clean, to break bad habits or to commit to good ones. Others feel some resolutions can become unrealistic. “Resolutions are not for me,” Fletcher Paulsen said. “Plus, a lot of them don’t get accomplished so I don’t set any unrealistic resolutions.” Erin Dorpinghaus said, “I don’t believe in them. I mean think about it, has anyone actually followed through with them? I don’t even try to make them.” No matter what the coming year holds, we all like to have fun getting there. It’s the one night when the whole country stays up late to that midnight hour just to yell those
three simple words, Happy New Year! Traditions are a must on New Year’s Eve, Paulsen said. “Watching the ball in Times Square drop is always a given, and also I try to call my mom and grandma at midnight to wish them a happy new year.” There are also many different ways to celebrate that last second of the countdown. Becker says, “We drink sparkling grape juice and put shredded paper on our fan so when we turn it on at New Years it goes everywhere.” Darcie Farrell has a much quieter way of leading up to the new year. “Me and my brother always do a puzzle,” she said, “while we wait for midnight.”
What do you expect to happen in 2011? “Maybe, just maybe, I’ll pass calculus.” –Emily Ketelsen
“I try to just take each “I don’t think the world day as it comes.” will end in 2012.” –Mr. Matt Ohnemus –Ms. Dee Dau
“We get the economy turned around.” –Mr. Karl Burmester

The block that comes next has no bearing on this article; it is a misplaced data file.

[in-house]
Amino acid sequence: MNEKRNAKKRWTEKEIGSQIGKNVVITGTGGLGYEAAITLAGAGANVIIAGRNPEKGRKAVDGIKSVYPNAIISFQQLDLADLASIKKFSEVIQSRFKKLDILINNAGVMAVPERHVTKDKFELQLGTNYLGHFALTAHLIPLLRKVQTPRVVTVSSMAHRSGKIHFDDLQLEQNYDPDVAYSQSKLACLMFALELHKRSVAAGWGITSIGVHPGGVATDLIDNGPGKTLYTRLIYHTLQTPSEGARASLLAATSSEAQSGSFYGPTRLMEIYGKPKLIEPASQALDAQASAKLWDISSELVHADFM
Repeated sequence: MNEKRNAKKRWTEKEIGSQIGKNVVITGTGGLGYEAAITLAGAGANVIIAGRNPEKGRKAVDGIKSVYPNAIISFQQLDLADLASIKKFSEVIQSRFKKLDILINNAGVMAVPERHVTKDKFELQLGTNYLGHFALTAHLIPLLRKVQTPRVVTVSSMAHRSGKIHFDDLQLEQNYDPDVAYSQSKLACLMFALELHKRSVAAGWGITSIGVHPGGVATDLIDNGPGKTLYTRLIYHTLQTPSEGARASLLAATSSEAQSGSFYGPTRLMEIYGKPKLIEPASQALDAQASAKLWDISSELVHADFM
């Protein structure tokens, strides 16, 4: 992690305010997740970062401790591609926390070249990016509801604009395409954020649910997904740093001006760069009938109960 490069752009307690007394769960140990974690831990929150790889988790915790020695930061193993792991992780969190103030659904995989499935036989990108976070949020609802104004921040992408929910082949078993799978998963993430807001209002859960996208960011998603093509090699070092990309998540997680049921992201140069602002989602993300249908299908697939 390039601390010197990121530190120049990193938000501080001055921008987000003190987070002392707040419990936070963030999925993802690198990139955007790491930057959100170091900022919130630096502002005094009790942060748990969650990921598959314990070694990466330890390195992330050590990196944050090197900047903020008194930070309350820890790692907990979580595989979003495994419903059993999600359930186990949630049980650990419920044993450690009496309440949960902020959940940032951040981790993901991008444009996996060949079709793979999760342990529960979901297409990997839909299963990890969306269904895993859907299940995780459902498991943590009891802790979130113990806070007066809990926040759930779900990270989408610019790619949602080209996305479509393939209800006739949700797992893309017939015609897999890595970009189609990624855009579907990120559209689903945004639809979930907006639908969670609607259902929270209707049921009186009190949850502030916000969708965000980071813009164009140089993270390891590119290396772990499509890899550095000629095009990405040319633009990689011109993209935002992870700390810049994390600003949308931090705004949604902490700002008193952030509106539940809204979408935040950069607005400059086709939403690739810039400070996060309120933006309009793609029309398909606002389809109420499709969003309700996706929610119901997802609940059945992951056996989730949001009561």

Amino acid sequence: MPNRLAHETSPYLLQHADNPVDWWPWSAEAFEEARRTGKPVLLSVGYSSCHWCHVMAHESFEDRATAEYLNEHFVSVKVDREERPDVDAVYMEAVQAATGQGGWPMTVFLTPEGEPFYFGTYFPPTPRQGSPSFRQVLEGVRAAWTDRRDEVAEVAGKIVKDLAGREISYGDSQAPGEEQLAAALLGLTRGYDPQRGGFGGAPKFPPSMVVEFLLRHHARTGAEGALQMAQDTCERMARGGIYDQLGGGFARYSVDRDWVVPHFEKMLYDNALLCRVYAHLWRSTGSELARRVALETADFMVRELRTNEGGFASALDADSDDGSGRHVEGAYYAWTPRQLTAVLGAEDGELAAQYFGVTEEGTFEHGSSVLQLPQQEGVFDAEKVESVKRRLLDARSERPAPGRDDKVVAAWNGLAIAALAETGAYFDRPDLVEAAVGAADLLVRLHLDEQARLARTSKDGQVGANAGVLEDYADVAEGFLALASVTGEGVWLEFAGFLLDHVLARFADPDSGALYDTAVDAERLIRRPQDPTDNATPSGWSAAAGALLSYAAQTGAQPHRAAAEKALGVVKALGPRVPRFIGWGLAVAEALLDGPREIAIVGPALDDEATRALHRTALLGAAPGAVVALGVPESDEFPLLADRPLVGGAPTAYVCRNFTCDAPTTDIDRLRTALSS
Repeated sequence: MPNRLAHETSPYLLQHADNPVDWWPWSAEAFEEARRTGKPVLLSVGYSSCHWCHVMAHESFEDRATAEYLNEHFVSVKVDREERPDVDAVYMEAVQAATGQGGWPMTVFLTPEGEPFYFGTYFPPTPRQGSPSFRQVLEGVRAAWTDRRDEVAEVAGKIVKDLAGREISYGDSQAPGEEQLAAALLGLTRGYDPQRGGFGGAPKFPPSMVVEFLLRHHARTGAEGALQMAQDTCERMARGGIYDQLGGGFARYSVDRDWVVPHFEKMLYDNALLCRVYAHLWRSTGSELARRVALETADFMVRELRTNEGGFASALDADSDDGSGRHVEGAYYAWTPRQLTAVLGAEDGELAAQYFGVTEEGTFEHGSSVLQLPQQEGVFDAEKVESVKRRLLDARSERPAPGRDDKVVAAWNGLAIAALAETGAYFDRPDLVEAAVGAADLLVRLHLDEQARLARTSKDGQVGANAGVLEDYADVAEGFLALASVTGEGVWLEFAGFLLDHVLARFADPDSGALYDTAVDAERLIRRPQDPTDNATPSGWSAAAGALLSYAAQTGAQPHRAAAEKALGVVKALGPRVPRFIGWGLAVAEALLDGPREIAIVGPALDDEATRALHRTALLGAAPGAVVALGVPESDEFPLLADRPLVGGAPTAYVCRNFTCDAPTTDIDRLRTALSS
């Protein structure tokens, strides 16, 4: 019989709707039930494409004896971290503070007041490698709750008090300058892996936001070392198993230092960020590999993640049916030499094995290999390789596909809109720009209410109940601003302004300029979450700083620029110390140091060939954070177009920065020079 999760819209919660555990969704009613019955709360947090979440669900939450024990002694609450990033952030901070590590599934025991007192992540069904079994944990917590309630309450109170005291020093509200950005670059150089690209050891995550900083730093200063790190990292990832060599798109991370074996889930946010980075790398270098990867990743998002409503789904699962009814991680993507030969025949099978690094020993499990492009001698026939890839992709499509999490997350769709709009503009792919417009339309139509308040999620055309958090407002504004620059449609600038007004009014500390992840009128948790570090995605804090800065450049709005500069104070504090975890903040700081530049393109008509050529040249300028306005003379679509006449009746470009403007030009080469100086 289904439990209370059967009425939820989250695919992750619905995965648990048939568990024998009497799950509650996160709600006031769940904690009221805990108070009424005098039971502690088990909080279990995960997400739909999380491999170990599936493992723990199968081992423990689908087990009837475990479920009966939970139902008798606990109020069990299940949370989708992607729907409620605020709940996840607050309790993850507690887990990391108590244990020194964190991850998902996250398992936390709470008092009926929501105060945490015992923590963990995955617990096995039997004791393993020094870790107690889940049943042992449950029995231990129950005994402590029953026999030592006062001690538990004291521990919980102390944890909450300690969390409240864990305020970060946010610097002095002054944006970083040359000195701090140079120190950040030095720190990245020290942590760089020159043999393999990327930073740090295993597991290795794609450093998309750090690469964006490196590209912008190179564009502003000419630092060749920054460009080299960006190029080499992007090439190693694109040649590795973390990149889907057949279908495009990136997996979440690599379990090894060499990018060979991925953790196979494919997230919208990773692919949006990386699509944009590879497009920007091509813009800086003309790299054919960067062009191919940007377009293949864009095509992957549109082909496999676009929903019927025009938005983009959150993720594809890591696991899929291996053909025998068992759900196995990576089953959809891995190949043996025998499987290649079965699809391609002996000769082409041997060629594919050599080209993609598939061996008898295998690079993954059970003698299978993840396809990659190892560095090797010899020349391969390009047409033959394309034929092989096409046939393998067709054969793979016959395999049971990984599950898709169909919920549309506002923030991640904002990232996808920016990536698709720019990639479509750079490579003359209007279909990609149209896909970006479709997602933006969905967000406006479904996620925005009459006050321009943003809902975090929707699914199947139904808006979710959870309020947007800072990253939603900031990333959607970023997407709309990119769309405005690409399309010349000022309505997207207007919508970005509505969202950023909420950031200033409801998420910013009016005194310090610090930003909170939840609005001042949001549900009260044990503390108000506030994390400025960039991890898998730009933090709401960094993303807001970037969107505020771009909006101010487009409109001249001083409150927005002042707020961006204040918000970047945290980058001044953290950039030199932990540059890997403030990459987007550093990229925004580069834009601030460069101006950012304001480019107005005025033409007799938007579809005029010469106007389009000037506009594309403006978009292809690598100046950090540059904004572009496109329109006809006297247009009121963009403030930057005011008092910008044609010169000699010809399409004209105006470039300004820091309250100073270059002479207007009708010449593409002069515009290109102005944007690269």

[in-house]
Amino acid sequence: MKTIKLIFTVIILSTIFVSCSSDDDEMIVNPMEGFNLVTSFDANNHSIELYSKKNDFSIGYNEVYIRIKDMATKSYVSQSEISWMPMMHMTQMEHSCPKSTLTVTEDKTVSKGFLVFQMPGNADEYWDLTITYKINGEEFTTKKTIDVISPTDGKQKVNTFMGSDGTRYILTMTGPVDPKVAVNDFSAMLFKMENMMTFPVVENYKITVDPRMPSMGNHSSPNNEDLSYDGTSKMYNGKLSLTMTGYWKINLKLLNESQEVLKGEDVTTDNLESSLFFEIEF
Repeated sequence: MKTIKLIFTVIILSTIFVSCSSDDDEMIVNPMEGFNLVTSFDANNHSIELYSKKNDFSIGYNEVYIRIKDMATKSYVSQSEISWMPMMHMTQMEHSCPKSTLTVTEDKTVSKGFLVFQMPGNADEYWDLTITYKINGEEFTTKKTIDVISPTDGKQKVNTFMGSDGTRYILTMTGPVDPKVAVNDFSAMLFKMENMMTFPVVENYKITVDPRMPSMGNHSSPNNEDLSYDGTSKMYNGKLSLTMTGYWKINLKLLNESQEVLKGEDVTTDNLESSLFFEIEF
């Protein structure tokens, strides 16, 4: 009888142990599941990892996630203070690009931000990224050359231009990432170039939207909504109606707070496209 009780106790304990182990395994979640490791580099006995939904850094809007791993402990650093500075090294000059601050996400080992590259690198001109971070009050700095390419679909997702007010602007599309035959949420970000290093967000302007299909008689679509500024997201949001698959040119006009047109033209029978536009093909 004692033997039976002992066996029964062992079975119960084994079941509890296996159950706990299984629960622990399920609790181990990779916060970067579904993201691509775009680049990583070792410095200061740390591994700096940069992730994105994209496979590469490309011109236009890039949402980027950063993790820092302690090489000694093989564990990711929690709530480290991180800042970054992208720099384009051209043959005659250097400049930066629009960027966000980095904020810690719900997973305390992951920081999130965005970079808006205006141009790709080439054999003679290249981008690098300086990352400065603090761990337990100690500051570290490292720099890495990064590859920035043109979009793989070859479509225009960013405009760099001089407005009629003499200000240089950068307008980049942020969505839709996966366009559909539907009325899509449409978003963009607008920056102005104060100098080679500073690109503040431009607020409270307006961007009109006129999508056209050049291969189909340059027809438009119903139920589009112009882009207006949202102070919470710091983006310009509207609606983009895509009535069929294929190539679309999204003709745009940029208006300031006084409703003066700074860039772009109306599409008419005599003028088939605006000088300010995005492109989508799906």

The Purple Onion January 1, 2011 Vol. 24, No. 3
Seniors look to carry on teams, careers Andrew Risinger Photo Editor Saber basketball has always been something students look forward to. Whether it’s dressing up for the games or just coming to support when our rivals come to our house to play versus us. Jen Keitel and Lindsay Smith are two of the girls’ basketball team captains this year. Keitel has been playing since fourth grade and has ofﬁcially signed with The University of Northern Iowa to play basketball. Smith has also been playing basketball since fourth grade and with Keitel. Smith has ofﬁcially signed with The University of Wisconsin and is expected to
start as a freshman at one point in college. Anthony Burke is a captain for the boys’ basketball team along with Patrick Burmester and Brandon Jasper. Burke likes basketball because it’s all around competitive and he enjoys playing. He idolizes Alex Engelman because he isn’t a starter or the best guy on the team but works super hard in practices. Burmester leaves it all on the court when it comes to game time. His playing time on varsity for the past three years has deﬁnitely helped him with experience. He was somewhat injured for his sophomore and junior year but now can play with complete health for his senior year. Not a single boys basketball team member has committed to a college to play yet but there is still a high change someone will.
SHOT SHOT SHOT SHOT. These Saber basketball players bring their best when game time rolls around. All photos by Andrew Risinger.
Students take to slopes Andrew Risinger Photo Editor
Just chillin’. Callen Stone and Tanner Connor ride the ski lift to their next destination while at Chestnut. Stone and Connor have season passes to Chestnut this year. Photo contributed by Callen Stone.
For the past few years there has been a controversy with skiers and snowboarders. Skiers believe they are free and all around good kids. Snowboarders believe that skiers hate all snowboarders. Shawn Paarmann is a snowboarder that loves to be out there just doing his thing. “Snowboarding is better then skiing because it’s harder to learn, fewer people do it and its deﬁnitely growing in popularity” Paarmann said. Snowboarding is a sport that sometimes gets overlooked. Snowboarders consider snowboarding harder then skiing and skiers consider skiing harder then snowboarding.